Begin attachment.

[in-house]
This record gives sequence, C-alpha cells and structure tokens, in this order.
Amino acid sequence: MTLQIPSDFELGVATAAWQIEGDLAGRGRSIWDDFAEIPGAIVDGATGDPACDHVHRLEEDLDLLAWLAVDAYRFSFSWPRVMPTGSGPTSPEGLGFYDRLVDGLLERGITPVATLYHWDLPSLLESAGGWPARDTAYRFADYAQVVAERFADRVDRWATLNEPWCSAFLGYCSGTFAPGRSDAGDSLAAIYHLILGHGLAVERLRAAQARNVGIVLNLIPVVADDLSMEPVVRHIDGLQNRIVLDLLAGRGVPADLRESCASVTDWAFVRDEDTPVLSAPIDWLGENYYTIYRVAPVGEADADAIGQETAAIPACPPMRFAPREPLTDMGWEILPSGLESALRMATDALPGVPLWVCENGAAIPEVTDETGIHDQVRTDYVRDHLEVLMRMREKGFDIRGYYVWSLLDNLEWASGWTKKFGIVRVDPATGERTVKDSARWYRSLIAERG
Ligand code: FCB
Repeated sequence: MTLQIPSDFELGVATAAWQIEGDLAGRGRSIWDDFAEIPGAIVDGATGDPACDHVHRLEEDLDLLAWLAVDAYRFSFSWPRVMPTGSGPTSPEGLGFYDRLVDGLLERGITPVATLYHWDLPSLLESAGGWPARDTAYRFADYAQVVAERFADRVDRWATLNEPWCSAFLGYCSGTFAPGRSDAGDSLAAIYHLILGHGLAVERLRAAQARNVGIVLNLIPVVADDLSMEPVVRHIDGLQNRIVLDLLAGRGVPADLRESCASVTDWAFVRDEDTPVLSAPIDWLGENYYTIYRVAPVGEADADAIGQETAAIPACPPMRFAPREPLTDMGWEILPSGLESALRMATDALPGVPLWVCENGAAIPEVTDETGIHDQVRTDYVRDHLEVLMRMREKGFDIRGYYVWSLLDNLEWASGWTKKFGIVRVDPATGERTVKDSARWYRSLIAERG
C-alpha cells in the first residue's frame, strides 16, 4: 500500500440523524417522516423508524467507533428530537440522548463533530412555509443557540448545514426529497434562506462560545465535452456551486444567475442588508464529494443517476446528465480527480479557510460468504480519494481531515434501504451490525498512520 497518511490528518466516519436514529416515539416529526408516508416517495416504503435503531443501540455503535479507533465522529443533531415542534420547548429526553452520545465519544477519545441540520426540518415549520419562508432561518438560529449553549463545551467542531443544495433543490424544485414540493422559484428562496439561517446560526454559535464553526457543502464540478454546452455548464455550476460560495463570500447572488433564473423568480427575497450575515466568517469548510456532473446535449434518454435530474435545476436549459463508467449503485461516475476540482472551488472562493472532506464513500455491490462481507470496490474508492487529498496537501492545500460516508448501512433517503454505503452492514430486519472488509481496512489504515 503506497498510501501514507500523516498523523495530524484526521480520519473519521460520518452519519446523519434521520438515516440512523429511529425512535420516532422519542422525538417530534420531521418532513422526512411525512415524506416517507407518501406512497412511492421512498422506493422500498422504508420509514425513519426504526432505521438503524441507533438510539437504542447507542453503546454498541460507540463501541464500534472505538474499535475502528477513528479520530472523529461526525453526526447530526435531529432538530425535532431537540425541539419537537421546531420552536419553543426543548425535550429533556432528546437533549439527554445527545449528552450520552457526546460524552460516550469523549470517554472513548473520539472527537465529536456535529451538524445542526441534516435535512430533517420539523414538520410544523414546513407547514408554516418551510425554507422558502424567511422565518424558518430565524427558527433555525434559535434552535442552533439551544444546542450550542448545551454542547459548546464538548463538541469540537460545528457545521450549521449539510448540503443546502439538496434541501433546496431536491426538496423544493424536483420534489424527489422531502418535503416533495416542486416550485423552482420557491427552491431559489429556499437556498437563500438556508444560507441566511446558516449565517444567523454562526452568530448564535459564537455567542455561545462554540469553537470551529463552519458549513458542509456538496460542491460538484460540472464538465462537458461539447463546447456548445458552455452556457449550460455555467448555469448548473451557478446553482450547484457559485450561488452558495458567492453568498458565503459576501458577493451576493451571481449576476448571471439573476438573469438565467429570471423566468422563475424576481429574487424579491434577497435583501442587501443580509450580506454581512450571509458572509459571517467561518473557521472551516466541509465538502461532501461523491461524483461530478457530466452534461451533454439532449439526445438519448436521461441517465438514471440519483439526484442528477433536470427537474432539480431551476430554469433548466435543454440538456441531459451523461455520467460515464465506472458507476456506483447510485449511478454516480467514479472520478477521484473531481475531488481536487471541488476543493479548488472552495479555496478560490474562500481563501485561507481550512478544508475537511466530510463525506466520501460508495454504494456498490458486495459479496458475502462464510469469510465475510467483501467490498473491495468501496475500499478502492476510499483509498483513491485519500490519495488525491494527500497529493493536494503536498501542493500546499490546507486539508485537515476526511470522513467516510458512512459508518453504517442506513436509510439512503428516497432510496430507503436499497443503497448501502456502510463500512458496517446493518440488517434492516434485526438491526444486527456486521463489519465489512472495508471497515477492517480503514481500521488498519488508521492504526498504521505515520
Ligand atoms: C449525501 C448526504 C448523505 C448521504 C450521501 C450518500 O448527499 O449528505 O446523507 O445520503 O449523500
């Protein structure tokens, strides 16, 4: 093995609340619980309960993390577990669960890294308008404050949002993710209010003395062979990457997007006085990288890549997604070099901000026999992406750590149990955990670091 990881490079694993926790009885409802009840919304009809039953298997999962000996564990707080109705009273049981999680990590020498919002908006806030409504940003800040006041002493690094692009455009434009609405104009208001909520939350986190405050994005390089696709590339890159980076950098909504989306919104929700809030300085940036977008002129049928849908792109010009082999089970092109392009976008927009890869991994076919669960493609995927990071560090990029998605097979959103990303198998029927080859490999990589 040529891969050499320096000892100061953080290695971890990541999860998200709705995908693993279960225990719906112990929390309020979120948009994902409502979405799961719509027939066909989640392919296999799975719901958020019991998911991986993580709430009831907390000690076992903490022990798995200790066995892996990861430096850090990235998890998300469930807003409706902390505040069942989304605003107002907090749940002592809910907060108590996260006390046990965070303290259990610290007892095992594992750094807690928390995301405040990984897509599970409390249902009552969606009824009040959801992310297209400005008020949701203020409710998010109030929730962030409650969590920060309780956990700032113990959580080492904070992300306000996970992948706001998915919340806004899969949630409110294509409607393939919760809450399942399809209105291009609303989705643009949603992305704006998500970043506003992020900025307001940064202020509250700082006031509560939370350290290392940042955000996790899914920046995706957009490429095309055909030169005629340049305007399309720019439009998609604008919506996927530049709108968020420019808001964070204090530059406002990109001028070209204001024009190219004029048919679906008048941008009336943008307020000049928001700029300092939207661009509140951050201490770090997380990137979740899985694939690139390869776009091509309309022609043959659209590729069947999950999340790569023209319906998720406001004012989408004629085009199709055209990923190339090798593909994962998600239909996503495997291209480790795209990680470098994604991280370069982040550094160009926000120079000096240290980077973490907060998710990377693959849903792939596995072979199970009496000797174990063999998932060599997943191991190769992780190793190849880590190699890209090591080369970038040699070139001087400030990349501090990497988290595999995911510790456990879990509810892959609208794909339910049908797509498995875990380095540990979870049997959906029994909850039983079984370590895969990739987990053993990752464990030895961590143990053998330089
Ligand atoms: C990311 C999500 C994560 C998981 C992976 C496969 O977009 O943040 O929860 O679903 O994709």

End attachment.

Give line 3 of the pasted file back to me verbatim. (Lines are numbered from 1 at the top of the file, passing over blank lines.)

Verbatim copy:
Amino acid sequence: MTLQIPSDFELGVATAAWQIEGDLAGRGRSIWDDFAEIPGAIVDGATGDPACDHVHRLEEDLDLLAWLAVDAYRFSFSWPRVMPTGSGPTSPEGLGFYDRLVDGLLERGITPVATLYHWDLPSLLESAGGWPARDTAYRFADYAQVVAERFADRVDRWATLNEPWCSAFLGYCSGTFAPGRSDAGDSLAAIYHLILGHGLAVERLRAAQARNVGIVLNLIPVVADDLSMEPVVRHIDGLQNRIVLDLLAGRGVPADLRESCASVTDWAFVRDEDTPVLSAPIDWLGENYYTIYRVAPVGEADADAIGQETAAIPACPPMRFAPREPLTDMGWEILPSGLESALRMATDALPGVPLWVCENGAAIPEVTDETGIHDQVRTDYVRDHLEVLMRMREKGFDIRGYYVWSLLDNLEWASGWTKKFGIVRVDPATGERTVKDSARWYRSLIAERG